With masterpieces such as Ju Dou, Raise The Red Lantern, and To Live, director Zhang Yimou and his glamorous star and one-time paramour Gong Li established themselves as a director-muse pairing for the ages, joining the likes of Josef von Sternberg and Marlene Dietrich, and D.W. Griffith and Lillian Gish. But a full decade has passed since the two parted ways after 1995's Shanghai Triad, and Zhang has become another filmmaker, devoting himself alternately to small-scale, sentimental dramas like Not One Less, Happy Times, and Riding Alone For Thousands Of Miles, and the lavish martial-arts extravaganzas Hero and House Of Flying Daggers. Their long-awaited reunion for Curse Of The Golden Flower splits the difference between Zhang's recent endeavors, awkwardly fusing overwrought Shakespearean drama with elaborate martial-arts clashes. At times, this makes Curse Of The Golden Flower look like two different movies, though it should be said that both are ravishingly beautiful.
Generally remembered for her emotional reserve in Zhang's films, Gong brings a surprisingly raw theatricality to her performance as an empress whose failing health dovetails with extreme martial and familial dysfunction. In the days leading up to the annual Chrysanthemum Festival, Gong welcomes the return of her devoted son (Jay Chou), but the reunion is spoiled by ongoing betrayals. The empress has been having an affair with her stepson, the crown prince Liu Ye, who in turn intends to run off with the daughter of the imperial doctor. Meanwhile, the emperor (Chow Yun-Fat) has ordered that doctor to taint the empress' medicine with a black fungus that will gradually mentally incapacitate her. All of this somehow leads to an epic clash between armies, which reflects the sharp divisions within the royal family.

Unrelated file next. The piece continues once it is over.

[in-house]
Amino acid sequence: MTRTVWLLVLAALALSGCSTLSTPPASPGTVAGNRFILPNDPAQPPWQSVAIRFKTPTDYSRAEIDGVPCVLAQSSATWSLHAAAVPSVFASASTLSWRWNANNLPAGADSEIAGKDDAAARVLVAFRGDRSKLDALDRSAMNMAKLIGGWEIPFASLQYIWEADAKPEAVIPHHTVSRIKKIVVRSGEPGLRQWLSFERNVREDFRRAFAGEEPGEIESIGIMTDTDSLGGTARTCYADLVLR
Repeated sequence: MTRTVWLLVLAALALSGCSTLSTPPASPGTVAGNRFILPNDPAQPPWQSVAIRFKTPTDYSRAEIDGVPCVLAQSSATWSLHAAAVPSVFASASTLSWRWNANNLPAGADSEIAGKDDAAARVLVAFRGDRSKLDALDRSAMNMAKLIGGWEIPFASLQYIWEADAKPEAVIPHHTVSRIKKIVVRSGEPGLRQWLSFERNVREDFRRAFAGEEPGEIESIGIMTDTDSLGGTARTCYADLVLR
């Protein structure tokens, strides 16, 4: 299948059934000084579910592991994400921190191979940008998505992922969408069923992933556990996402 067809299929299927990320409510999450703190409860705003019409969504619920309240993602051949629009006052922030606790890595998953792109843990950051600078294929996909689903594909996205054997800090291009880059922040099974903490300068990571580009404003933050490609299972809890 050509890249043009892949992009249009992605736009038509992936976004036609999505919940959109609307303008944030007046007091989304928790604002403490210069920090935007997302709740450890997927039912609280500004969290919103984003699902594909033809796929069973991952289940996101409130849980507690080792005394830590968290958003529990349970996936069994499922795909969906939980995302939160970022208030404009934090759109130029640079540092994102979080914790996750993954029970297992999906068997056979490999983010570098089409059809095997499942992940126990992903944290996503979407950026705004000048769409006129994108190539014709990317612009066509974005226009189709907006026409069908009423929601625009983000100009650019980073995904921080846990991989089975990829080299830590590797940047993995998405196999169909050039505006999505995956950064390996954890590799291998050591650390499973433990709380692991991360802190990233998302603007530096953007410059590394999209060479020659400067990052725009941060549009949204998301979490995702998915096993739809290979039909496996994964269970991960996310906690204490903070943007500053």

That may sound confusing, and it unfortunately doesn't clear up in the telling. Zhang used to be one of the world's nimblest storytellers, but he's so wrapped up in the stunning décor and choreographed ritual that he loses his grip on the nuts-and-bolts labor of plot and character development. It seems especially perverse to cast Chow, the great icon of Hong Kong action cinema, in a role that mostly freezes him in place. Beyond the confused melodrama, however, lie some of the most dazzling images Zhang has conjured: An imperial palace bursting with primary colors and embroidered wall coverings, a black-hooded army descending from the sky on grapple-hooked ropes, a courtyard filled with yellow chrysanthemums overwhelmed by waves of red-armored warriors. Few filmmakers could produce so grand a spectacle, but Zhang used to be good for more than just eye candy.